Today, Wu Yajun is one of the richest women in the world. She was born in Chongqing, China in 1964. She started college at 16 and graduated from Northwestern Polytechnical University in Xi'an, Shaanxi, China in 1984 with a degree in engineering. After college, she got a job in the Qianwei Meter Factory, where she made just $16 a month. She spent four years working in the factory before moving on to a job as a reporter and editor at the China Shirong News Agency from 1988 to 1993. At the time, the newspaper was owned by the Construction Bureau of Chongging Municipal Government – which gave her the knowledge and contacts to launch her career in real estate.
In 1993, Wu and her then-husband had a number of issues trying to buy their first apartment. There was a lack of natural gas, the lighting was bad, and the elevators rarely worked. This inspired her to create the real estate development company that would come to be called Longfor Properties. The couple started the company with an initial capital investment of 10 million yuan. The company is based in Hong Kong and operates in 47 Chinese cities. In 2017, it brought in revenue of $10.7 billion.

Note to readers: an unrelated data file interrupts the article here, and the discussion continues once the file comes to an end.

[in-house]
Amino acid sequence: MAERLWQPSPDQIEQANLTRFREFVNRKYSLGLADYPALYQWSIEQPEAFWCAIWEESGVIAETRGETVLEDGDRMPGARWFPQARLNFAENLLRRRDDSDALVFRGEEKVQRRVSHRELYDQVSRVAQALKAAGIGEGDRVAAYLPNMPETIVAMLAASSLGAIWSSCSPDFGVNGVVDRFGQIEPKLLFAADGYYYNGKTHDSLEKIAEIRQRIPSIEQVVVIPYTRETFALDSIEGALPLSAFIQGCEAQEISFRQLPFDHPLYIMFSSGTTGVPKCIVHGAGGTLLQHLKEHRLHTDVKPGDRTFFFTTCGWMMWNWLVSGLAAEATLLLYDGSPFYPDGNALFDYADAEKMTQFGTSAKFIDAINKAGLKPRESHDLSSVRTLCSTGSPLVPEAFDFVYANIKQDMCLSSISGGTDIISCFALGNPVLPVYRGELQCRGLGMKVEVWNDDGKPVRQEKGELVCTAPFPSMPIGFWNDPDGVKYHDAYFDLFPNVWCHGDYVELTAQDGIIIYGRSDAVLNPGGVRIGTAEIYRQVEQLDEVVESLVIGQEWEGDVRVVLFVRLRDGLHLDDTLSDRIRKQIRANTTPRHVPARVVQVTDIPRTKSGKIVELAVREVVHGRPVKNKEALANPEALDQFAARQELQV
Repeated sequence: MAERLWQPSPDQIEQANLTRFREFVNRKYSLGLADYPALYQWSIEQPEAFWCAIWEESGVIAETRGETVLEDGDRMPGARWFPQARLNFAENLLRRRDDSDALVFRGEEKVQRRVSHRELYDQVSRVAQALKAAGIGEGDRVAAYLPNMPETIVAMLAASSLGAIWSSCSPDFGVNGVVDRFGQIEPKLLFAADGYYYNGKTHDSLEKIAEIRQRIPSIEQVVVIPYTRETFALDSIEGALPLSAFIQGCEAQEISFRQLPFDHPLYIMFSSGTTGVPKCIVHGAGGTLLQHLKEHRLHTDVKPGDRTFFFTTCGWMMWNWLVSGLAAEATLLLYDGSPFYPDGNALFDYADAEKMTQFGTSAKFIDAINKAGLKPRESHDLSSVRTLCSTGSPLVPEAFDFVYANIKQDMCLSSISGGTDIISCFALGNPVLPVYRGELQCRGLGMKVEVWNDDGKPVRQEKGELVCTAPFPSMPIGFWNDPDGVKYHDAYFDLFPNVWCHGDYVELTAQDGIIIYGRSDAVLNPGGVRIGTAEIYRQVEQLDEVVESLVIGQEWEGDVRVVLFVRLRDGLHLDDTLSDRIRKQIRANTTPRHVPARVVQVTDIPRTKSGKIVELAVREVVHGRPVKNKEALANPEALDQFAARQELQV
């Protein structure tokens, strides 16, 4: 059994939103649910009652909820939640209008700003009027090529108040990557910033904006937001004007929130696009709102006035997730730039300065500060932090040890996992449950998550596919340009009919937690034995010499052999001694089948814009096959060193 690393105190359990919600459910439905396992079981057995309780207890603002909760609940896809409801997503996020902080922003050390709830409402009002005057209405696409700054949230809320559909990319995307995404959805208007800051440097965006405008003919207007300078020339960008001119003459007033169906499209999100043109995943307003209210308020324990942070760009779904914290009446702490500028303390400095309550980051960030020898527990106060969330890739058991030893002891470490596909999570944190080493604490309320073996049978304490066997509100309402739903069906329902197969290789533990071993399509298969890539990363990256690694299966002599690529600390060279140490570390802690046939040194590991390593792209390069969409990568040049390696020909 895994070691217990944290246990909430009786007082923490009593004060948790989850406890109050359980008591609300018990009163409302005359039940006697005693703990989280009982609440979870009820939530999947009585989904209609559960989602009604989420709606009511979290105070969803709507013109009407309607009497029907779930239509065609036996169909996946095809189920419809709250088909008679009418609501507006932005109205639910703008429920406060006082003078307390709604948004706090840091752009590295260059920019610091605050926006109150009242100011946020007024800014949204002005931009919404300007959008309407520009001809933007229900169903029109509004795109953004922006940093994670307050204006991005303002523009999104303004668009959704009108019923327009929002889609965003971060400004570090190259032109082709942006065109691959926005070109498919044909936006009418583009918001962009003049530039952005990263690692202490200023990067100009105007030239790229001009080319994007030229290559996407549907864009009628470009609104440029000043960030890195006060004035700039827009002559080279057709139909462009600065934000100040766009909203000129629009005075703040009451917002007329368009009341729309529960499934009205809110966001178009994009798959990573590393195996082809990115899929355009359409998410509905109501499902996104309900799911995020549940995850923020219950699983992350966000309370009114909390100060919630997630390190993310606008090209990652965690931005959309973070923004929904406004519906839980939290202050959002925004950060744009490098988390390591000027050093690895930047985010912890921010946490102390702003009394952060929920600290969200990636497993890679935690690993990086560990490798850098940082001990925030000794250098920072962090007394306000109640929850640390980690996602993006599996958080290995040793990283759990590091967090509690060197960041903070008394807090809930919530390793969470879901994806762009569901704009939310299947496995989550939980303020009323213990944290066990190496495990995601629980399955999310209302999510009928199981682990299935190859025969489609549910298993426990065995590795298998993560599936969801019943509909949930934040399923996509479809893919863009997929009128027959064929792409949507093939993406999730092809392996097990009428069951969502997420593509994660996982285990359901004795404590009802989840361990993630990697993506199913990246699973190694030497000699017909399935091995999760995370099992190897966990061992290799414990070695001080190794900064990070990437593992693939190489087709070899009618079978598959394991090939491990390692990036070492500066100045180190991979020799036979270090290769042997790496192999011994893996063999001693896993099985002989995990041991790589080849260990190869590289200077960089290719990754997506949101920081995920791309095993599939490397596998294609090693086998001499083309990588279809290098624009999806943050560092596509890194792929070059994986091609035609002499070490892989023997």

In 1997, Longfor sold its first residential project in Wu's hometown of Chongqing for $157 per square meter. That was more than twice the average Chinese household income at the time. Wu's company was one of the first to develop shopping malls in China. As of 2017, Longfor estimates that 300 million people had visited its malls. Wu was the richest woman in China for years, then she lost nearly $3 billion in her divorce from her husband in 2012. Her ex-husband is no longer involved in any of Longfor's business.
That loss didn't stop Wu. By 2017 she was the seventh-richest self-made female billionaire in the world with a net worth of $4.6 billion. Today, she is the richest self-made female billionaire in the world, with $8.3 billion to her name. That's even richer than Diane Hendricks, the wealthiest self-made American female billionaire.
In November 2018, Wu handed over her shares in Longfor to her daughter Cai Xinyi. At the time, the company said the transfer of control of her 44% stake was "for the purpose of family wealth and succession planning." Cai will vote her shares according to her mother's instructions.